# Wei_Dai comments on Worse Than Random - Less Wrong

25 11 November 2008 07:01PM

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Comment author: 24 January 2010 01:45:30AM *  8 points [-]

It seems that randomization can serve as a general substitute for memory. It's not a perfect substitute, but whenever you don't want to, or can't, remember something for some reason, randomization might help.

Besides the example of The Absent-Minded Driver, I've realized there are other examples in cryptography:

• nonces - Many encryption schemes require a unique nonce to be generated for each message to be encrypted. You can either pick random nonces, or keep a counter. But keeping a counter might be too troublesome, and you might be running in a virtual machine that can be rolled back from time to time, so it's usually better to use a random nonce, even though you'll need a longer nonce than if you used a counter (to keep the probability of collision sufficiently small).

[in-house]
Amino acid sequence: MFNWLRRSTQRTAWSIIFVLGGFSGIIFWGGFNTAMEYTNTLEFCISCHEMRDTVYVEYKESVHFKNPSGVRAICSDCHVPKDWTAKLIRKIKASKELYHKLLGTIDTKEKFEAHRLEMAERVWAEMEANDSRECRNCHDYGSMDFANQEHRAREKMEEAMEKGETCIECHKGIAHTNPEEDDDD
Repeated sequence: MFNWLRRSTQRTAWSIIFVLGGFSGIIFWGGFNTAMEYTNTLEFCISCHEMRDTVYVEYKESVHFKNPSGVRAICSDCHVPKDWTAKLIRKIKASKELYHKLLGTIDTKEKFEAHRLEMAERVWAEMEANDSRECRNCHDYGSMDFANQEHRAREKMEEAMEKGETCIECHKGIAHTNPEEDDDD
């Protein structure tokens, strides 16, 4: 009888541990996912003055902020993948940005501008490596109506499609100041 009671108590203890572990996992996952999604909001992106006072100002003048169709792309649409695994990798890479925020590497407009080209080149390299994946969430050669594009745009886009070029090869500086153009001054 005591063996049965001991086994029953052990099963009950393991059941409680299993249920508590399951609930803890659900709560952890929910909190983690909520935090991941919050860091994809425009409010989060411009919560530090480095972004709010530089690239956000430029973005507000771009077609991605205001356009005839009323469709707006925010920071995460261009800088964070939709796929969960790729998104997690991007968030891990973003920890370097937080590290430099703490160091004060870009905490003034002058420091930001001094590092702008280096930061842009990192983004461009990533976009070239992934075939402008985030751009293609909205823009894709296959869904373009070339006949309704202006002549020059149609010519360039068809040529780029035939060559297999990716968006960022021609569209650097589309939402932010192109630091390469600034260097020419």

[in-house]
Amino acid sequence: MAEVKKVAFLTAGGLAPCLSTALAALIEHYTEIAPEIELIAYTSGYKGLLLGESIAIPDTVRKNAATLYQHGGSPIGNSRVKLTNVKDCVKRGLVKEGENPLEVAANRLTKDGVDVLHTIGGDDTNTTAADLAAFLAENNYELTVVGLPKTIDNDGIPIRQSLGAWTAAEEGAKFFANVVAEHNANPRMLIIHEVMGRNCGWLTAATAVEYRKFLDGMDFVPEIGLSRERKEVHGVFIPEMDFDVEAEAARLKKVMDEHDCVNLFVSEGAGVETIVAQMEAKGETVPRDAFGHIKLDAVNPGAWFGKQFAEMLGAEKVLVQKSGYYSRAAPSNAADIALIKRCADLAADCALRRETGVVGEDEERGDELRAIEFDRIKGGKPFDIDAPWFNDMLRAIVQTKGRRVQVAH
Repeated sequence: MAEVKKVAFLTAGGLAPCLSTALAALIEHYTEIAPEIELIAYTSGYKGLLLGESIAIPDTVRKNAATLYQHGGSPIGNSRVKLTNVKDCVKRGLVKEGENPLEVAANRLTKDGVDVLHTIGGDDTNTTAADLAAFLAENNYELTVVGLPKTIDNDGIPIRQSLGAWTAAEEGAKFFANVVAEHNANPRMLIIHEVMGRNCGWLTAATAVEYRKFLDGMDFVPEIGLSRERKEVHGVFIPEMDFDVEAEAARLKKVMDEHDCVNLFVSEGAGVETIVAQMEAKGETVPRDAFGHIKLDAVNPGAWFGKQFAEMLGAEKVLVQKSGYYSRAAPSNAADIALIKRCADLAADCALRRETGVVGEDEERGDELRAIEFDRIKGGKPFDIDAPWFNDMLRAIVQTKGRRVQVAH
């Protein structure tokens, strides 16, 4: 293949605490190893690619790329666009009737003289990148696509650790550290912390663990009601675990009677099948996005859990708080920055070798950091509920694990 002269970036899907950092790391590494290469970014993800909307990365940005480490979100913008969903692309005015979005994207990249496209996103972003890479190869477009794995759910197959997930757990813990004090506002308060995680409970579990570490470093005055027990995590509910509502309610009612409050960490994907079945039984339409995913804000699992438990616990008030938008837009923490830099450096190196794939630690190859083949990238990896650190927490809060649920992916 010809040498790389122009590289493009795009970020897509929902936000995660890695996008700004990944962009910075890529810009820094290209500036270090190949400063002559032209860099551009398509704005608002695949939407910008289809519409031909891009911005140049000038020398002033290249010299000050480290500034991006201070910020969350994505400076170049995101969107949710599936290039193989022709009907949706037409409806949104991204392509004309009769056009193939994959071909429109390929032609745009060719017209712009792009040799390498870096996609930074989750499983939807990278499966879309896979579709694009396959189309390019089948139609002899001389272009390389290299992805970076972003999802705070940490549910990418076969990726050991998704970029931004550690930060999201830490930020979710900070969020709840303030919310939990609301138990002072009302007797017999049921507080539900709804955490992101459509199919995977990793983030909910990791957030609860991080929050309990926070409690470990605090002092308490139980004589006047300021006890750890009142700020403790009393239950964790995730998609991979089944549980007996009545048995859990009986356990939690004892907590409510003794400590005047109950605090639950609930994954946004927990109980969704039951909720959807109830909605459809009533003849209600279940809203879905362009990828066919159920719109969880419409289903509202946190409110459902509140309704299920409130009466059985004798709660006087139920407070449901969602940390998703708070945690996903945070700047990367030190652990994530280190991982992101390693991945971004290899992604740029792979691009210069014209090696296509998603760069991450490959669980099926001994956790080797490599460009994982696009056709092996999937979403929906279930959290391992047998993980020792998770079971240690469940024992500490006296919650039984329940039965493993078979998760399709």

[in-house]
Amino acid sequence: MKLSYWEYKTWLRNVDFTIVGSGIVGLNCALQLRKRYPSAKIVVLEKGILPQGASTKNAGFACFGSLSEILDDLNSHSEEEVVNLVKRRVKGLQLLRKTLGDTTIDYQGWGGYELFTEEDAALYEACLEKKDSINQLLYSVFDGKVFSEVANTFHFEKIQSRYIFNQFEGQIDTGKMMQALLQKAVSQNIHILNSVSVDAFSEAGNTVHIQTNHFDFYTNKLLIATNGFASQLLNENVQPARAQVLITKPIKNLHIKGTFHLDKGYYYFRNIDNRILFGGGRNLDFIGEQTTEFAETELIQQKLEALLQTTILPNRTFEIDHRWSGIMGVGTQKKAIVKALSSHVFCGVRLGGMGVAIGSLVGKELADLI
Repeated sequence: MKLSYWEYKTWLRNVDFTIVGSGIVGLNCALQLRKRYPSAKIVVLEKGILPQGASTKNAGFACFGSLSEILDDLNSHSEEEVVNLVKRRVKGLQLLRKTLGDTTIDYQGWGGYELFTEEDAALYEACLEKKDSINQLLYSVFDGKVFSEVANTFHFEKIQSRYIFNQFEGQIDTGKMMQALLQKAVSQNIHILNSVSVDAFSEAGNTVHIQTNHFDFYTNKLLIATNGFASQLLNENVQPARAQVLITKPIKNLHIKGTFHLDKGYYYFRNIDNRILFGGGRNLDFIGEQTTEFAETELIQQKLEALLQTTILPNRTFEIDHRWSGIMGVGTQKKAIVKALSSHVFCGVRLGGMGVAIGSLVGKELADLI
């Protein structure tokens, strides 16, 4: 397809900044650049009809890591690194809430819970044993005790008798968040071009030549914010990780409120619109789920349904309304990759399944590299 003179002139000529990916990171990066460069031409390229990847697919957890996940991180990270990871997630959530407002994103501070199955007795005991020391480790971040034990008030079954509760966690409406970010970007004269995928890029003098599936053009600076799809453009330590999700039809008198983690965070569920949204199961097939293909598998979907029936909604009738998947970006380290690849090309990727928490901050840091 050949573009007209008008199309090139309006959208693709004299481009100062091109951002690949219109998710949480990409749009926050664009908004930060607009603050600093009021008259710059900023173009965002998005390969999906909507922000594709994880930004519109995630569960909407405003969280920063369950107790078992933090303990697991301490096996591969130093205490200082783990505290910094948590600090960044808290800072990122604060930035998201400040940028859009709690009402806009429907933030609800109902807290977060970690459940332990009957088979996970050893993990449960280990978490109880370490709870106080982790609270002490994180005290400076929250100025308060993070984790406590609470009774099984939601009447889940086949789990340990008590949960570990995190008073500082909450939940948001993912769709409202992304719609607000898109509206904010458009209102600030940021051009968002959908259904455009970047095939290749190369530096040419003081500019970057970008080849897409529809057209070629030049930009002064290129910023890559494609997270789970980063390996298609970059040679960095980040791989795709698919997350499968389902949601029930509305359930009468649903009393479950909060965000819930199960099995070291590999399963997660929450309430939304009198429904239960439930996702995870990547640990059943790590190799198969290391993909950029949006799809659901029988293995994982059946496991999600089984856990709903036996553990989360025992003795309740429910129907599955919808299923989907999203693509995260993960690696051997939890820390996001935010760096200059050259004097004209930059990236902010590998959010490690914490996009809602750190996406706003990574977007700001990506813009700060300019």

• distributed key search - You can either have a central server that hands out regions of the key space to search, or each participant can search a random region. The latter is less efficient in computing time, but more efficient in communications cost.

I might do a post on this, if I could figure out a way to think about why randomization substitutes for memory.

Comment author: 24 January 2010 04:27:33AM *  5 points [-]

if I could figure out a way to think about why randomization substitutes for memory.

Let A and B be actions leading to deterministic outcomes, and let C be some lottery between A and B. A rational agent will never prefer both C>A and C>B.

When you repeat the scenario without memory, the lottery is no longer exactly over choices the agent could deterministically make: the randomness is re-rolled in places where the agent doesn't get another decision. Despite what the options are labeled, you're really choosing between 2xA, 2xB, and a lottery over {2xA, 2xB, A+B}. Since the lottery contains an outcome that isn't available to the deterministic decision, it may be preferred.

I think this is equivalent to the role played by observational evidence in UDT1: Observations allow a constant strategy to take different actions in different places, whereas without any observations to distinguish agent instances you have to pick one action to optimize both situations. Of course good evidence is reliably correlated with the environment whereas randomness doesn't tell you which is which, but it's better than nothing.

Comment author: 29 January 2010 09:50:14PM 0 points [-]

I might do a post on this, if I could figure out a way to think about why randomization substitutes for memory.